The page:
Proper installation of asphaltic-based roof systems is critical to their long-term success. Quality roofing contractors will pay particular attention to flashing details, such as curbs, walls, pipes, mechanical supports or other projections that interrupt the membrane. Attention to detail achieves a quality, high-performance and long-lasting roof system for the building owner. Asphalt-based roof system flashings are used for many penetration and detail configurations. Roof manufacturers have products that are suitable for common details, and asphaltic materials are adaptable to meet unique details that may be encountered on a roofing project. One way to help ensure a quality installation and long-term performance is to use contractors who are certified, or accredited, by the manufacturer of the materials to be installed.

Building owners and facility managers play a key role in meeting, or exceeding, the anticipated service life of an asphaltic roof system. Regular maintenance of a roof system is critical to a long service life and ensures small issues are identified and repaired before they become large, expensive ones, or worse, before they deteriorate a roof system to the point of needing replacement. Having an “out of sight, out of mind” maintenance approach can easily lead to significantly reduced performance and service life.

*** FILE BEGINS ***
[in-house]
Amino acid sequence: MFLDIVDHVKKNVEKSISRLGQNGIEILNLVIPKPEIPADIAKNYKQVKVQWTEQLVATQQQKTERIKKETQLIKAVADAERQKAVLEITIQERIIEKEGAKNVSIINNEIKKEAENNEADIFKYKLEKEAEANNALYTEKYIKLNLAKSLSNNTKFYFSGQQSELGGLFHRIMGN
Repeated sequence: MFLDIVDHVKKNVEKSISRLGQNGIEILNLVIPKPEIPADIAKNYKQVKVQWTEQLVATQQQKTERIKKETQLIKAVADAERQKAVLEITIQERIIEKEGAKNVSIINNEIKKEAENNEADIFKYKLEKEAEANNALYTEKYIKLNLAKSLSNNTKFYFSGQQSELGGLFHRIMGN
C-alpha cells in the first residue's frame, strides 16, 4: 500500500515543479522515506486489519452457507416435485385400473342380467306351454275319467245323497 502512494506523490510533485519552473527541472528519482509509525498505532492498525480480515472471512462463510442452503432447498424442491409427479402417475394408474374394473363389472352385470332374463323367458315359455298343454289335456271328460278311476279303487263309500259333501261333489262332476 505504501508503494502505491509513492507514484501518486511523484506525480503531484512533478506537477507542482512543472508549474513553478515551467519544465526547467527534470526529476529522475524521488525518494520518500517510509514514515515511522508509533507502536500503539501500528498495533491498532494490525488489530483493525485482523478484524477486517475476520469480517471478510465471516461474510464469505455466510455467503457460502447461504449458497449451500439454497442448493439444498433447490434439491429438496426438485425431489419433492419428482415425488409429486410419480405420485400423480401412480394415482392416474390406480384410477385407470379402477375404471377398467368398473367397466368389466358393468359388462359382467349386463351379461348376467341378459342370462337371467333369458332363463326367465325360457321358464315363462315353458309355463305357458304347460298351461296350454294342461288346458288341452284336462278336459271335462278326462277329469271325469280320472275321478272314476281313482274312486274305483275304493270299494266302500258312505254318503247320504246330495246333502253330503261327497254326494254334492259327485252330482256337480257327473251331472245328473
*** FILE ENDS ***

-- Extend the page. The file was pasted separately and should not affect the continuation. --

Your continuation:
It’s best practice for building owners to inspect their roofs twice a year—in the spring and the fall, according to the ARMA/NRCA Manual for Inspection and Maintenance of Built-up and Modified Bitumen Roof Systems: A Guide for Building Owners. Additionally, a roof should be inspected after significant weather events, like a hailstorm or an extreme wind event. Owners should obtain the roof system manufacturer’s warranty, the installing contractor’s warranty and ideally should establish a semi—annual service program with the installing contractor. Regular maintenance and inspections help extend the life of an asphalt—based roof system. Savvy building owners will not only analyze initial costs, but also will forecast annualized long-term costs over the decades-long expected service life of their asphalt-based roof systems.